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Scientific Method - Writing an Experiment

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Use the scenario given and use your understanding of the Scientific Method to explain what you have observed.
1. Recognize a question or a problem.
2. Develop a hypothesis.
3. Design and perform an experiment to test the hypothesis.
4. Analyze the data and reach conclusions about your hypothesis.
5. Share knowledge with the scientific community (your class).

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1. When developing a problem or question for a particular situation, you are simply stating the obvious. This is usually the easiest part of the scientific method. Examples might include: Why is my grass dying? or "How can I improve the quality of my grass?" Something more closely related to the second one will be easier around which to generate a hypothesis.

2. A hypothesis is generally and "If...then..." statement that explains your proposed solution to the problem. Ideally, it should tie in directly with your problem. Examples include: "If the temperature of the water is increased, then the dogs will be less likely to drink it," or for a situation similar to yours, "If __________, then I will improve the quality of my grass."

3. To design an experiment, it is best to stick with testing one particular variable. Examples for the grass experiment may be something such as amount of water, amount of fertilizer, type of seed, etc. You can use the outline below as a guide:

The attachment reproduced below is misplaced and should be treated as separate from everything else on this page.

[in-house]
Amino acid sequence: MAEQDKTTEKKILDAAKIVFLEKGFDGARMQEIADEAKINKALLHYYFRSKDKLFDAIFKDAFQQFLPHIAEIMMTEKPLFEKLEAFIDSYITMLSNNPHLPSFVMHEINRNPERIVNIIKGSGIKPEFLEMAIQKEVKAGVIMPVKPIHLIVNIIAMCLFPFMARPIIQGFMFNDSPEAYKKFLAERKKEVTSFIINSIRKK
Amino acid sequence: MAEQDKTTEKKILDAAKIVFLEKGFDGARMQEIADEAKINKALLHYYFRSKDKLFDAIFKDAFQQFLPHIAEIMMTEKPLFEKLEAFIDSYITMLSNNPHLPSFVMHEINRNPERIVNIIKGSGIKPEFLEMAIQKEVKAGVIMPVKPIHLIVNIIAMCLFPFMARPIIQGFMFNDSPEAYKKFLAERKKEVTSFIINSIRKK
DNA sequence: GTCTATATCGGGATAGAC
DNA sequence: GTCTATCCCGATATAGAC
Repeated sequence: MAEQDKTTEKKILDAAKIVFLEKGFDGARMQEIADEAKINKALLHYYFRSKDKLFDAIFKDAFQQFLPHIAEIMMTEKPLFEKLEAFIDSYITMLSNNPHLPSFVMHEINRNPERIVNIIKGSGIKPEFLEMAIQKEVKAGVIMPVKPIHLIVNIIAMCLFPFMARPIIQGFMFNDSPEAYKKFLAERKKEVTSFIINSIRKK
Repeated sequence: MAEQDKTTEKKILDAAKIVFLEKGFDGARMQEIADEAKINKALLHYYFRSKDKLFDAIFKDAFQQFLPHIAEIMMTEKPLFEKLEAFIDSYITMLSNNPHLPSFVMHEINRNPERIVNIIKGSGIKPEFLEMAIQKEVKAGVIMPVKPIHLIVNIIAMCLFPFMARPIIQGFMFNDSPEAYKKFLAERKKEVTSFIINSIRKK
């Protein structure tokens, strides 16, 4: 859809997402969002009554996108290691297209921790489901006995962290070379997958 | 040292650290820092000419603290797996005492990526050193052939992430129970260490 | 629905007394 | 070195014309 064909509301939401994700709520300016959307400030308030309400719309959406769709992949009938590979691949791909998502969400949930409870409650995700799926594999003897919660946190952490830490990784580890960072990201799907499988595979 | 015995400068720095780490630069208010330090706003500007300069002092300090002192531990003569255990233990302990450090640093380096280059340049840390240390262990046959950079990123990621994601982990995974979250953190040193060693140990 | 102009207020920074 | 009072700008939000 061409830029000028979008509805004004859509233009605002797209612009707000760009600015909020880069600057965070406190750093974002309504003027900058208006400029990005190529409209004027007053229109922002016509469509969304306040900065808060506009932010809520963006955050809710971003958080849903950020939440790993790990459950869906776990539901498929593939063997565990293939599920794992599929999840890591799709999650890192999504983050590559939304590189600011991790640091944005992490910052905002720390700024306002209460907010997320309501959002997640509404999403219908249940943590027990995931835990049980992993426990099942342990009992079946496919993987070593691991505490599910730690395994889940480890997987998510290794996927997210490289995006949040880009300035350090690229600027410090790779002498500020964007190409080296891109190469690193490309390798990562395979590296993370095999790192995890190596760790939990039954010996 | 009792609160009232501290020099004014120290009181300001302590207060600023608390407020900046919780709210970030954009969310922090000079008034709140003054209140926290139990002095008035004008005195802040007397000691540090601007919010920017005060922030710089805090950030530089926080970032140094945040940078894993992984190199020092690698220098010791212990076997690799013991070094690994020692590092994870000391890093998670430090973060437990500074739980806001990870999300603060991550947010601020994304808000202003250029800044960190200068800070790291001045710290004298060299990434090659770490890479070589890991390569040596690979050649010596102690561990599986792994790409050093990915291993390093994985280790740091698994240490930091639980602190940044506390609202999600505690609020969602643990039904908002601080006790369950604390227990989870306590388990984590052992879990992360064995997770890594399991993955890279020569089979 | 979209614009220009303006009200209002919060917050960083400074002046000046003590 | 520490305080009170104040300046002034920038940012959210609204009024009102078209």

Situation: You have a hamster that is overweight and lazy. Problem: "How can I make my ...

Solution Summary

An example of the scientific method and how to use it.

See Also This Related BrainMass Solution

Choose two non-human species (or environmental factors) that interact with each other and write an experiment using all the steps of the scientifc method.

Choose two non-human species that interact with each other, such as bees and flowers, or predator and prey species, or two species that compete. Or, you can consider the effect of an environmental factor on living non-human organisms, such as the effects of light or sound on plants or animals, or how food preference, or nutrient quantity / quality affect plants or animals. These are just a few examples. Your observations may lead you to many other types of questions about living organisms, their interactions, and requirements for life.

Start with an Introduction/Observation and move through the steps of the Scientific Method as outlined below. Your paper should follow this format. Remember, you don't have to actually do the experiment, just write what you would do to test your hypothesis.

Can you also please explain the difference in the different types of variables? I'm a little confused about those.

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